America: A Prophecy was Blake’s first attempt to present historical and contemporary events in mythological form so as to draw out their universal significance. The preludium introduces two mythological characters, the “shadowy daughter of Urthona,” who is nature in an unfruitful time, and Orc, who embodies both the life-giving return of spring and the liberating, revolutionary energy that is about to be unleashed in the world through the American Revolution. Since Orc’s birth fourteen years previously, the shadowy female has been bringing food to him. Throughout this period Orc has been chained to a rock, although his spirit soars and can be seen in the forms of eagle, lion, whale, and serpent.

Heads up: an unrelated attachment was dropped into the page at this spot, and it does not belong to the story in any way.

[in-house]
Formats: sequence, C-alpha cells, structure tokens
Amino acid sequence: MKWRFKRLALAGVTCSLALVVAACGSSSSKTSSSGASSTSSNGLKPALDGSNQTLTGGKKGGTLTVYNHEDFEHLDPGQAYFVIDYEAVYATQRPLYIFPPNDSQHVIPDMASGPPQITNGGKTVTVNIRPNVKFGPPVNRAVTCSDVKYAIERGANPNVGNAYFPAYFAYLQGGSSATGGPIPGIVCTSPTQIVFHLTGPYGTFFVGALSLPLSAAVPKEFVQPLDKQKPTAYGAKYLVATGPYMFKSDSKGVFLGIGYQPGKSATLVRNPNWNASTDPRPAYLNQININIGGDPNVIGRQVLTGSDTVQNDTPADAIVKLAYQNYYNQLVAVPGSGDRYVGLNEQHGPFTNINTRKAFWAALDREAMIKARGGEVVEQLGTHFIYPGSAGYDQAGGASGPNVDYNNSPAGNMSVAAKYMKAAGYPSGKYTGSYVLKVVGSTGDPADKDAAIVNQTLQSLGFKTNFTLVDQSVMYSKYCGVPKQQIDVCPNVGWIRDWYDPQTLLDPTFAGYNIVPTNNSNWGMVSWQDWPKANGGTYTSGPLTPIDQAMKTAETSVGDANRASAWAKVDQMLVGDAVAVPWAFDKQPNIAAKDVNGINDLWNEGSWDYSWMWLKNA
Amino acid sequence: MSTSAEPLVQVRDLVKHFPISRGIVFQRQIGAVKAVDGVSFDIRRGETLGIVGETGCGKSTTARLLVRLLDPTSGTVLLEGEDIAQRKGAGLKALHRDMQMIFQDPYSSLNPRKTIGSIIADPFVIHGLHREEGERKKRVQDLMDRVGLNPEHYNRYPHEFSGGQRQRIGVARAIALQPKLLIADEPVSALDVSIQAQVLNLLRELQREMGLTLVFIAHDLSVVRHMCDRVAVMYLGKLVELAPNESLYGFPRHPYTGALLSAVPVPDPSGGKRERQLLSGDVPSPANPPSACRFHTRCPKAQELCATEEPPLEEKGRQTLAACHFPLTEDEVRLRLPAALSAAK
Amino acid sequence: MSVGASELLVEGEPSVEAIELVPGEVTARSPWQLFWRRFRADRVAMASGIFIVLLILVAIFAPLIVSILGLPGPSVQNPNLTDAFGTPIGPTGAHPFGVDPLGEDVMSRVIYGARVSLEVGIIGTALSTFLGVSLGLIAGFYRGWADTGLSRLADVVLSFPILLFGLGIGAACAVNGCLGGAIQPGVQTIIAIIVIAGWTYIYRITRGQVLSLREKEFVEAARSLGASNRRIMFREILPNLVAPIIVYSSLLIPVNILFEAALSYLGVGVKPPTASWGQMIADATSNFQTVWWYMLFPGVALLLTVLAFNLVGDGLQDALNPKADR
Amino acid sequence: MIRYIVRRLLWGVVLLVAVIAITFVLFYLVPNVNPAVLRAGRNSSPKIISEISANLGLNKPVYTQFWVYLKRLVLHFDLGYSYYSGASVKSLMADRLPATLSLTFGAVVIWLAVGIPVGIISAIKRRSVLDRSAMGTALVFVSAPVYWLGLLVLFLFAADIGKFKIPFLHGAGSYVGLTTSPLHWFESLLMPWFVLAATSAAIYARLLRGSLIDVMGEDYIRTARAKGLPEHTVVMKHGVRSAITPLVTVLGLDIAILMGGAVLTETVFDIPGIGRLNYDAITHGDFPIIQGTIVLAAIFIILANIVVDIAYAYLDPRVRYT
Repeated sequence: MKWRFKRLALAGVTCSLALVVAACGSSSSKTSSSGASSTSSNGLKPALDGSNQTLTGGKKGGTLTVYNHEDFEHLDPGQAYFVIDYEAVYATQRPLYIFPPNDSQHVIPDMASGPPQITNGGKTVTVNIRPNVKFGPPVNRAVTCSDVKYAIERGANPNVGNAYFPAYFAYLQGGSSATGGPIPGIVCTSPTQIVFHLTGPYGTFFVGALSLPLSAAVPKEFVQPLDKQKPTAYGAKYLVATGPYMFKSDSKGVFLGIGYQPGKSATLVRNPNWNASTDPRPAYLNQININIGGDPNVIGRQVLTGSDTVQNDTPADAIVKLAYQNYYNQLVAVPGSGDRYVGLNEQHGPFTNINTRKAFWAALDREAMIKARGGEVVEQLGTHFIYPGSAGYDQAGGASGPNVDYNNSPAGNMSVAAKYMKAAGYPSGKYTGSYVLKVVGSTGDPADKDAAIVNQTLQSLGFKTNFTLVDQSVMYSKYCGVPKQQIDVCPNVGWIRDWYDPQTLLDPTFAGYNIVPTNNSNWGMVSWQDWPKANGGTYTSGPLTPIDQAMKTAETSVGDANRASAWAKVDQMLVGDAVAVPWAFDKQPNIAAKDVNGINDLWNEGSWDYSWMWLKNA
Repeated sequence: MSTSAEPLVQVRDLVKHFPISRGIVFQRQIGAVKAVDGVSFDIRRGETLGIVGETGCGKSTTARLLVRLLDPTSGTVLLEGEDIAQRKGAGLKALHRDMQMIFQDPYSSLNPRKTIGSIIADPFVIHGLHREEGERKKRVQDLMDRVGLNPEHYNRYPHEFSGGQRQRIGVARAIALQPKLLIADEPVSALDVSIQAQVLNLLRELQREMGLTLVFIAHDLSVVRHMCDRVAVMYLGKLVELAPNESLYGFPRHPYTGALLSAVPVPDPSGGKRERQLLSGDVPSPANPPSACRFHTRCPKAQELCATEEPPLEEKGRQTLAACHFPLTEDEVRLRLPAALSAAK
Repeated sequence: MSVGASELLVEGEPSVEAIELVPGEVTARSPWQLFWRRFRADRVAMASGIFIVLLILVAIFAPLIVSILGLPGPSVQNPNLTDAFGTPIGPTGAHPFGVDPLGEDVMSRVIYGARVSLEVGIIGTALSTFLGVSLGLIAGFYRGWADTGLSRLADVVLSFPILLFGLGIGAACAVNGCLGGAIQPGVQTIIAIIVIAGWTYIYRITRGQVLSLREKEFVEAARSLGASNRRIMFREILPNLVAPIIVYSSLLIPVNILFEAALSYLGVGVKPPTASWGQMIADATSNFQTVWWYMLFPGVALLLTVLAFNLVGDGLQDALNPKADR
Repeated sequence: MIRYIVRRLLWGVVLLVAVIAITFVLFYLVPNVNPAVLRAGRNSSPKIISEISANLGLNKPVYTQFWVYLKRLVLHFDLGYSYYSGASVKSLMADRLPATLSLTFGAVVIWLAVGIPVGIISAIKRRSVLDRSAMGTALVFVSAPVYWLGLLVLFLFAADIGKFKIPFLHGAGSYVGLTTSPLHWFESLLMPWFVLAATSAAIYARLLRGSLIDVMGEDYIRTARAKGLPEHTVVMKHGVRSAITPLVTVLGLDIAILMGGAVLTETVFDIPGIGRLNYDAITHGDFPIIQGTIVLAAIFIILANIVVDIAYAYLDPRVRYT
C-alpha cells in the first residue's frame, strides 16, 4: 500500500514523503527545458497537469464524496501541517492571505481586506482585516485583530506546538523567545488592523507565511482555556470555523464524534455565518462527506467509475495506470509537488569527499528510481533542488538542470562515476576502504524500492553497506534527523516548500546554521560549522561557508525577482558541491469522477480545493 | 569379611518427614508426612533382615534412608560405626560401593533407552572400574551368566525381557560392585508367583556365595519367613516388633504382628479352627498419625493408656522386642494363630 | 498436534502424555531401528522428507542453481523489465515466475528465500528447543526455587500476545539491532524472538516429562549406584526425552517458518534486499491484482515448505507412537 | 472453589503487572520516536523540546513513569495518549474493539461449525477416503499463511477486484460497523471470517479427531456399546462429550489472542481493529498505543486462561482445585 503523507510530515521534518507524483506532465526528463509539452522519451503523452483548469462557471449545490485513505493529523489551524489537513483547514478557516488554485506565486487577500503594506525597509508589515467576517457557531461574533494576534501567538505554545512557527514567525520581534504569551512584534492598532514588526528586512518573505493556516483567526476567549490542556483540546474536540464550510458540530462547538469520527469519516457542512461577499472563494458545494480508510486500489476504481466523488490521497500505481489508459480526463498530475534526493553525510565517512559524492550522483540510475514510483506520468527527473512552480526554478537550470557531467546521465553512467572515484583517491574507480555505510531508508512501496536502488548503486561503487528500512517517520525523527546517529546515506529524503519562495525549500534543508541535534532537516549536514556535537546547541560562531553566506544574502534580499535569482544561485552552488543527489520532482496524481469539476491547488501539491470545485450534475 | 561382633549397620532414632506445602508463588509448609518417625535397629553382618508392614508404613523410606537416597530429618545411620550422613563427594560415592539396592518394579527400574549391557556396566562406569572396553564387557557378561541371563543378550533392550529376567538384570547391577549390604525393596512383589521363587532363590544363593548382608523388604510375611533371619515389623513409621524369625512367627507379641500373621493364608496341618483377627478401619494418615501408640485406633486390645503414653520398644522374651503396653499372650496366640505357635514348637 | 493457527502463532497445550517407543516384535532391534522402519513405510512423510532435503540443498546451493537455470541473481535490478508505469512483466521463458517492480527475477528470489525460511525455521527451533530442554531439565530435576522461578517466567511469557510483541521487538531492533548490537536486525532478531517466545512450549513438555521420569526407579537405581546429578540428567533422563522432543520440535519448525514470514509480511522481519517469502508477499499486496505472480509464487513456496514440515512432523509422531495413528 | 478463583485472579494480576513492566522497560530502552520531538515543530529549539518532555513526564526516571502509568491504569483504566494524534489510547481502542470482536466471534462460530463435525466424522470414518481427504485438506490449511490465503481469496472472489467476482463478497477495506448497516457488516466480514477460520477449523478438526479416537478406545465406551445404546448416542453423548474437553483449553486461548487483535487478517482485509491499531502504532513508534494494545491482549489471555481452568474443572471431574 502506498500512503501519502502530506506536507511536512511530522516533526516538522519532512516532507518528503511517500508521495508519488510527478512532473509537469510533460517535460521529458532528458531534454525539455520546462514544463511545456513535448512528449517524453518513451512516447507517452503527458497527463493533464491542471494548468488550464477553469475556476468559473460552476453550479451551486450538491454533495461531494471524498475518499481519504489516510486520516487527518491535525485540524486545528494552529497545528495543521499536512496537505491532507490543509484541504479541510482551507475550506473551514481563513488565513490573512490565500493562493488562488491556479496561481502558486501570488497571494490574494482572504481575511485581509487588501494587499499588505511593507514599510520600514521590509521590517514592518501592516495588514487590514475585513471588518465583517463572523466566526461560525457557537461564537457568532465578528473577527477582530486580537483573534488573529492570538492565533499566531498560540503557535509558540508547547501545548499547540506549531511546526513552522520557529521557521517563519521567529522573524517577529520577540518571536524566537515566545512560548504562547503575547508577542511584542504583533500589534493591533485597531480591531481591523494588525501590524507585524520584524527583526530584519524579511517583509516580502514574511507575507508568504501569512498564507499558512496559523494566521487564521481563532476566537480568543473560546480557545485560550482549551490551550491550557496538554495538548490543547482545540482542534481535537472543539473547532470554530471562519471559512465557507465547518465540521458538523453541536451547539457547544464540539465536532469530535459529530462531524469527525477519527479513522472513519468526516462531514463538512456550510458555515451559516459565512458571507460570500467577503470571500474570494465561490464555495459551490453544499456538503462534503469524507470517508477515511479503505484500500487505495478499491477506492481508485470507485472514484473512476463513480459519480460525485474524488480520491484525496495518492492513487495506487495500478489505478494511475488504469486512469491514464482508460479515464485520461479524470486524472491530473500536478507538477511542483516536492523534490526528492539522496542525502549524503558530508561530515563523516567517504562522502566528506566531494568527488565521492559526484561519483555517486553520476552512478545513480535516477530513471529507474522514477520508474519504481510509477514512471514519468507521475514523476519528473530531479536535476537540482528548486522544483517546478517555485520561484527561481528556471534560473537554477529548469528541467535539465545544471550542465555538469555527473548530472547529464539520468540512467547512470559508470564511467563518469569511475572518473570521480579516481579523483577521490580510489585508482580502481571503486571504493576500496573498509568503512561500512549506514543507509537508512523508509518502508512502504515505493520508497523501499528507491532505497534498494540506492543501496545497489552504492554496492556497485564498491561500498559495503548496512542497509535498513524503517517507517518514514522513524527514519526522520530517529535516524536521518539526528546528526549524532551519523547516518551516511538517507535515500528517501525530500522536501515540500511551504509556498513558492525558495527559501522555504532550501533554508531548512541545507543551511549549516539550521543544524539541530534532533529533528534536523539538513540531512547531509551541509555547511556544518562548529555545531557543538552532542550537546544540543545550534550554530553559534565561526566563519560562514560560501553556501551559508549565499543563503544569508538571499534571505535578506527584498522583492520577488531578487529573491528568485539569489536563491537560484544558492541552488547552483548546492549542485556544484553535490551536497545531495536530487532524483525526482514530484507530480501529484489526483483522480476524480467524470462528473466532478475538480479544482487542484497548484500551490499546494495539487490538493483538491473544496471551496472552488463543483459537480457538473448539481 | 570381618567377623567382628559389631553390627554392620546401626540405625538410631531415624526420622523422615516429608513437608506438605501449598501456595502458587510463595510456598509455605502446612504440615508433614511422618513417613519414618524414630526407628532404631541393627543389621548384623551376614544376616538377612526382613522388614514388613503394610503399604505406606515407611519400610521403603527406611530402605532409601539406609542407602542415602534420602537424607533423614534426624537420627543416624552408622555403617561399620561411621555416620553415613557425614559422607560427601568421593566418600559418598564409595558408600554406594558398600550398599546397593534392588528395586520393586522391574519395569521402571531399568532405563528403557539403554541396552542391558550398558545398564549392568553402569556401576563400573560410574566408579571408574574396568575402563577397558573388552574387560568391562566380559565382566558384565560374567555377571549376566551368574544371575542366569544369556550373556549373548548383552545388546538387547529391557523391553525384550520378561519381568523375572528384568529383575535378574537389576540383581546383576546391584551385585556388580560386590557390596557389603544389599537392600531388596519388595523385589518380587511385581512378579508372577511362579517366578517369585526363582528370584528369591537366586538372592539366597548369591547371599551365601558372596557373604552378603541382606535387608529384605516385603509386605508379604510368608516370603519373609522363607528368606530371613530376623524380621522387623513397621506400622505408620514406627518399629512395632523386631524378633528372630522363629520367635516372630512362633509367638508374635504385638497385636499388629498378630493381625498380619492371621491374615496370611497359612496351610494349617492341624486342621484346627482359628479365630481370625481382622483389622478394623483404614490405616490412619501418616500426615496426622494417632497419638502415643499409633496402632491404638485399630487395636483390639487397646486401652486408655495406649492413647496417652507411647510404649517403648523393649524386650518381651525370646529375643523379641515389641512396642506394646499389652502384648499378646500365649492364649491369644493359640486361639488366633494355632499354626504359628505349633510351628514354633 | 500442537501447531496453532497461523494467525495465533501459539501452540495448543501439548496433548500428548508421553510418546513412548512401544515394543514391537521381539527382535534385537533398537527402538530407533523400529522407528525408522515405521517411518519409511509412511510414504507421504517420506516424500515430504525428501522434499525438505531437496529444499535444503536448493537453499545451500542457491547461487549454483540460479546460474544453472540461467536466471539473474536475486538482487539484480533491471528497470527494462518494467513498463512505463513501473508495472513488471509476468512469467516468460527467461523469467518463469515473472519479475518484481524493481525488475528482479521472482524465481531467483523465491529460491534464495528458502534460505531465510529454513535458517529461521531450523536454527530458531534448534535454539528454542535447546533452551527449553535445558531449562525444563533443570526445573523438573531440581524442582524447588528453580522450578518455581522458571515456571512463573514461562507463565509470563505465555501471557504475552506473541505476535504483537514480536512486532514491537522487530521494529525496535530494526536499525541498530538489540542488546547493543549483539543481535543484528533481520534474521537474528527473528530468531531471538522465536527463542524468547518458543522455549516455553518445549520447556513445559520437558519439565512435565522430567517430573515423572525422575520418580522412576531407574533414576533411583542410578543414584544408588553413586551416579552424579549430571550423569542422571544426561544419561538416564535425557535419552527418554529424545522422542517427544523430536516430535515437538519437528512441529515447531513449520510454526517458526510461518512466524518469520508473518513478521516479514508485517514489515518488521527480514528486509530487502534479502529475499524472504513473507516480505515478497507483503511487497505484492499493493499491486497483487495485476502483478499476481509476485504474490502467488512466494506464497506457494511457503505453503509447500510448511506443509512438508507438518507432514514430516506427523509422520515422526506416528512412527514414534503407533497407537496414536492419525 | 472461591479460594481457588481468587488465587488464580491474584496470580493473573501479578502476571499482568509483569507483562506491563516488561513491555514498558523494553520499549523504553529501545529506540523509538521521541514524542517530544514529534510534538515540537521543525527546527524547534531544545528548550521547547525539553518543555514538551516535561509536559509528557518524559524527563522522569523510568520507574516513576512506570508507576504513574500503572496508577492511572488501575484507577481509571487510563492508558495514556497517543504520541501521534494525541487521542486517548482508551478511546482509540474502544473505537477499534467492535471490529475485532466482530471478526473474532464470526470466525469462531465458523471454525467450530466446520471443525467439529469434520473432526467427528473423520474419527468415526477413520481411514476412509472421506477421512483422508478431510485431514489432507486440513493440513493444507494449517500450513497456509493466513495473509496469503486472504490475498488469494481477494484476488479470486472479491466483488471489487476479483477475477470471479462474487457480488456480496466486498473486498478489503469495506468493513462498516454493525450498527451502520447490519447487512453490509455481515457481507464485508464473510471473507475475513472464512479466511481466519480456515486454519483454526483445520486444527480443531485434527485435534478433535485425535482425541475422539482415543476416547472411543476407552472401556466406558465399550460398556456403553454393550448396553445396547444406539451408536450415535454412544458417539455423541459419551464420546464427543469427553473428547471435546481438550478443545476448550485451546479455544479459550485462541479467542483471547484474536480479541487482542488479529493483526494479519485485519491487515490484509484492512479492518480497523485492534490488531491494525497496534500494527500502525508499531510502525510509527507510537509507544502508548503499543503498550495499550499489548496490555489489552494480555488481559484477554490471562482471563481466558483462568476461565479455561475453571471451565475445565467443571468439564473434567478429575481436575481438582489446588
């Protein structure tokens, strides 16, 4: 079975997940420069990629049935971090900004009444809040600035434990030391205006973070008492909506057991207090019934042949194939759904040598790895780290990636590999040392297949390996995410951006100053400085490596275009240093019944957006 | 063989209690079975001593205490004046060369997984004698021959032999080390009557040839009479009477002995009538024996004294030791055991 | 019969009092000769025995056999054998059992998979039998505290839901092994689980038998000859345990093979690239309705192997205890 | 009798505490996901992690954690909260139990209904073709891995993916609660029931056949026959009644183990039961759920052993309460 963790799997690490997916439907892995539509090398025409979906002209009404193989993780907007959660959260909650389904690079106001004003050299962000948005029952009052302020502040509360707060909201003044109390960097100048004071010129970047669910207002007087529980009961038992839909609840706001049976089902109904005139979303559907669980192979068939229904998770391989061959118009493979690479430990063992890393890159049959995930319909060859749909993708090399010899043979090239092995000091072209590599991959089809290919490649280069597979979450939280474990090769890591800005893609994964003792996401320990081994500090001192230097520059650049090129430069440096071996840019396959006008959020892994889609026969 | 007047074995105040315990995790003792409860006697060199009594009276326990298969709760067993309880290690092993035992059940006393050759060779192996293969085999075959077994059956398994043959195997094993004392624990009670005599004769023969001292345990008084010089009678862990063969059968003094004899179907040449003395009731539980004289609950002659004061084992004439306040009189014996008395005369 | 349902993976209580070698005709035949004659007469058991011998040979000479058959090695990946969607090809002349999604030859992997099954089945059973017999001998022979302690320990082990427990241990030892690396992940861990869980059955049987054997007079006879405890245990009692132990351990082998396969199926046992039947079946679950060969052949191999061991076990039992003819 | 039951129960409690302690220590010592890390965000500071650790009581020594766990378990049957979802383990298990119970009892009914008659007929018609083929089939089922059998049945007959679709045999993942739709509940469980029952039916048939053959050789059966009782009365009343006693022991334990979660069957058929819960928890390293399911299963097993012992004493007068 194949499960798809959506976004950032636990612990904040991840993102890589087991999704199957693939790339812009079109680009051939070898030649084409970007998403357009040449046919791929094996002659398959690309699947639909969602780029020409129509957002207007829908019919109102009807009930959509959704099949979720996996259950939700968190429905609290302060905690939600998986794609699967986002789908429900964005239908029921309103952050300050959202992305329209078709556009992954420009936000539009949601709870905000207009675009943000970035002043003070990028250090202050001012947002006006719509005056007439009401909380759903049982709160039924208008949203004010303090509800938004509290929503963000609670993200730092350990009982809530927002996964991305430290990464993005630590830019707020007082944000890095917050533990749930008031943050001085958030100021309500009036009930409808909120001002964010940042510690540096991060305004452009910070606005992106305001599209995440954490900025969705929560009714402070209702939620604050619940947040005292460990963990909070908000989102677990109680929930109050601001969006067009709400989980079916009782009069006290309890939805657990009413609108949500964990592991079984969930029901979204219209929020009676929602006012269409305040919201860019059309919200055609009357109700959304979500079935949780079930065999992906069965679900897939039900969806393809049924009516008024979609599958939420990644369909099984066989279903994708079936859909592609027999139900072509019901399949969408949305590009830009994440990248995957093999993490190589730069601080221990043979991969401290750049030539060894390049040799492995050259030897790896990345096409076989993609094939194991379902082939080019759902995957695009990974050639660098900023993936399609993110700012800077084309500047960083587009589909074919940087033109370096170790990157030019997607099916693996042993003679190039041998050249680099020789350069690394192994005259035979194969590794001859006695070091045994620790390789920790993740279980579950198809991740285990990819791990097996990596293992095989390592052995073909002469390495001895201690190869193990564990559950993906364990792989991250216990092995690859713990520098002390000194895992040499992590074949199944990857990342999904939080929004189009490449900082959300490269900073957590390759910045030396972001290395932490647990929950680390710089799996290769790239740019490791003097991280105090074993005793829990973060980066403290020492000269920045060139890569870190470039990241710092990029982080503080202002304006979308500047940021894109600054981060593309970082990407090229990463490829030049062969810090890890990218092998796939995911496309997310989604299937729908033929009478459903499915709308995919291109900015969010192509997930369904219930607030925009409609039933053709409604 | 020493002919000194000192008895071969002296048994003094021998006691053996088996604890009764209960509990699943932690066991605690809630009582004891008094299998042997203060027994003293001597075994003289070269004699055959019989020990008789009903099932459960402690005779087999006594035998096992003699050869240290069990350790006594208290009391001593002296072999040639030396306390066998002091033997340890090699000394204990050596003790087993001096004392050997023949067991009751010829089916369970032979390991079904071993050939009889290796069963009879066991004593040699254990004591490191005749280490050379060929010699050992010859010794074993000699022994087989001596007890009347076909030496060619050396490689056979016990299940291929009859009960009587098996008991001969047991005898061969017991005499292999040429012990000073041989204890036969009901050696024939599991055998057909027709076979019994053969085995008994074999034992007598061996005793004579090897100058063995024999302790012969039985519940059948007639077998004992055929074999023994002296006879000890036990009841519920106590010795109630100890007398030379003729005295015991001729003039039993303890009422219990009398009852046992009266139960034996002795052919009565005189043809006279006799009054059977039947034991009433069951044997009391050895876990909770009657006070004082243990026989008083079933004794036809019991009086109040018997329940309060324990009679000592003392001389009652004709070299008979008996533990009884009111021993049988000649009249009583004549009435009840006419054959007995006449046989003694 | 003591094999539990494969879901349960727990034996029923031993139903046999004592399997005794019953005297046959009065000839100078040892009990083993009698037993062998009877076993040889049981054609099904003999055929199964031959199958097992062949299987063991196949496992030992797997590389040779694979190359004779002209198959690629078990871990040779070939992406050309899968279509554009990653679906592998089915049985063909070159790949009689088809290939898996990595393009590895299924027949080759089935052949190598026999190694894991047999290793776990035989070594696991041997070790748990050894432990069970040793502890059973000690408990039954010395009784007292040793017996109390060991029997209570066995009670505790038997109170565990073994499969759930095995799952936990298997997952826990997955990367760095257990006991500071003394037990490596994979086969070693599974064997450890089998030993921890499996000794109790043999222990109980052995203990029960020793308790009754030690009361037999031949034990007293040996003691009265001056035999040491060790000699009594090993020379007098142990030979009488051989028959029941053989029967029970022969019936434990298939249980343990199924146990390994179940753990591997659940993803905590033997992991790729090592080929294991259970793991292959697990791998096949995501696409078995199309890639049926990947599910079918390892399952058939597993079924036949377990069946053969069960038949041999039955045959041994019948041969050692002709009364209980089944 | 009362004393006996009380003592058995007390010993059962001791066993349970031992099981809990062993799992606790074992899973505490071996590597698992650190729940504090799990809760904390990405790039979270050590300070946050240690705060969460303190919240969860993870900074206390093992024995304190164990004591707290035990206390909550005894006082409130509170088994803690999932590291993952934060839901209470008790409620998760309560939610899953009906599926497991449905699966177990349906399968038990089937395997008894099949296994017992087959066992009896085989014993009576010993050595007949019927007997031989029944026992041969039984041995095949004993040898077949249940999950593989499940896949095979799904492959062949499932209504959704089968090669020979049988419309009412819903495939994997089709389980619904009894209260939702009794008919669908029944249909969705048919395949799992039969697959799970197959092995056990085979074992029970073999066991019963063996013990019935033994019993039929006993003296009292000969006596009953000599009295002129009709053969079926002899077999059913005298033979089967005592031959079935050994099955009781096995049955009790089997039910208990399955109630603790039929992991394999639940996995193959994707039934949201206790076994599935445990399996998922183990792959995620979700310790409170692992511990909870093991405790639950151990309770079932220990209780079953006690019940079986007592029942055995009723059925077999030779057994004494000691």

Having reached the age of sexual maturity, Orc breaks free of his chains and seizes and ravishes the shadowy female. She erupts in joy, exclaiming that she recognizes him—Orc stimulates the periodic renewal of earth’s procreative power—and declares him to be the image of God that “dwells in darkness of Africa” (perhaps an allusion to Swedenborg’s belief that the Africans understood God better than the Europeans). The shadowy female then says she sees the spirit of Orc at work in America, Canada, Mexico, and Peru—places that had seen recent outbreaks of rebellion against established authority.
The poem itself begins on Plate 3. As war-clouds, fires, and tempests gather, some of the leading American rebels—including...
(The entire section is 551 words.)